Theresa Pardo is well known for her work leading the Center for Technology in Government (CTG). This discussion looks at public value and taking a portfolio approach to open government, as articulated through the CTG’s Public Value Assessment Tool. In this interview, Theresa explores several dimensions of what it means for governments to authentically deliver public value. Her position that “engagement is not either/or… we need a more nuanced understanding of what we mean by engagement” makes great sense when we think about harnessing diverse perspectives and disciplines to better understand the value that open government can add. The Public Value Assessment Tool asks the questions that practitioners can use to create value-based portfolios of open government initiatives.

We think not so much in terms of measures… but helping government management and government leadership think about value in a way that is more broadly based than the bottom-line return-on-investment models… in government, we need to think beyond the bottom-line.

Theresa also discusses her belief that the next generation of open data will be more about creating community-oriented data resources – creating and presenting data in ways that are of use to specific communities. The Center for Technology in Government at the University of Albany at the State University of New York are hosts of the 2012 ICEGOV international conference.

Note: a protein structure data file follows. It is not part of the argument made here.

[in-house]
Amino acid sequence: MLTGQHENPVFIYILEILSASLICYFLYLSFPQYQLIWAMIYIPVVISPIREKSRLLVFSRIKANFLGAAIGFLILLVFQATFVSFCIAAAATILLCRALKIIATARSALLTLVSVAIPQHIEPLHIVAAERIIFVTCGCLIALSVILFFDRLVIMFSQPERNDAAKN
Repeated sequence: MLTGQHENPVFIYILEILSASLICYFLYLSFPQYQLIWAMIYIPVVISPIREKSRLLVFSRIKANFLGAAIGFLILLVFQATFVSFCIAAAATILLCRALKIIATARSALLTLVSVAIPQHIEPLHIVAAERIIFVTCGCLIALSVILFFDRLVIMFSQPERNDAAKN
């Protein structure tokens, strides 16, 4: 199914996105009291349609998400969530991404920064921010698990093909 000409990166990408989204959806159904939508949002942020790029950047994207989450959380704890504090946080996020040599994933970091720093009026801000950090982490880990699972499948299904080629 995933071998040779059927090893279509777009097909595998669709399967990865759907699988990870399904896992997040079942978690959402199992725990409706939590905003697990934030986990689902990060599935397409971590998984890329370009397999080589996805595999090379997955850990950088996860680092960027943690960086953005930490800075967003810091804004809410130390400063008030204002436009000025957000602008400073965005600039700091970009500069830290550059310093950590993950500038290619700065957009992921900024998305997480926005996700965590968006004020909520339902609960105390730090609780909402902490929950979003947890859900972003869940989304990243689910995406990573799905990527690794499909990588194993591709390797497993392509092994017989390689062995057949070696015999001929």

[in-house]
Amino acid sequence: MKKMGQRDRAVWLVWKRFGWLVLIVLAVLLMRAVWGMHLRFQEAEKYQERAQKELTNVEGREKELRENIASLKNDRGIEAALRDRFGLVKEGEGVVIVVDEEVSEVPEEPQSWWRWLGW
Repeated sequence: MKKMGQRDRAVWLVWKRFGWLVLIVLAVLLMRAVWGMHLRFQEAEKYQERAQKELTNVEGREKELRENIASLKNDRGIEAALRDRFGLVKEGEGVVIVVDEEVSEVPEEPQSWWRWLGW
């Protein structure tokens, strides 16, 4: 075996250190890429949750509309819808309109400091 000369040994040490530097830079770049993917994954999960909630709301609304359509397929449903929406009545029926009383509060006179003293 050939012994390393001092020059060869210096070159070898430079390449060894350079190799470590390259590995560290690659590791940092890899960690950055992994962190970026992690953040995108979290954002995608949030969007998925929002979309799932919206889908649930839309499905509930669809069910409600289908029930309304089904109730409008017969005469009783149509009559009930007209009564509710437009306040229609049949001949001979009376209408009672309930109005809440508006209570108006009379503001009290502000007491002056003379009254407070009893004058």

About Theresa Pardo

Theresa Pardo is the Director of the Center for Technology in Government, University at Albany at the State University of New York. Theresa’s current portfolio includes the development of a public value assessment framework for U.S. federal government open government initiatives funded by the U.S. National Science Foundation (NSF), and the development of models of social and technical interactions in cross-boundary information sharing and integration as well as information technology enterprise governance. In addition to funding from NSF, Theresa’s research at CTG has been funded by the Social Science and Humanities Research Council of Canada, U.S. Department of Justice, the U.S. Library of Congress, the U.S. National Archives and Records Administration, the United Nations and New York State and local government agencies, among others. Theresa is a Research Associate Professor at the Rockefeller College of Public Administration and Policy and an affiliated faculty member of the College of Computing and Information at the University at Albany. She is one of the founding developers of the highly ranked Government Information Strategy and Management curriculum at Rockefeller College. The academic program focuses on the policy, management and technology dimensions of information and technology use in the design and delivery of government programs. In 2008, Theresa received the University at Albany’s Excellence in Teaching Award. Theresa is also the co-chair of the ICEGOV 2012 conference – hear her sneak preview (5 mins) of the conference here.

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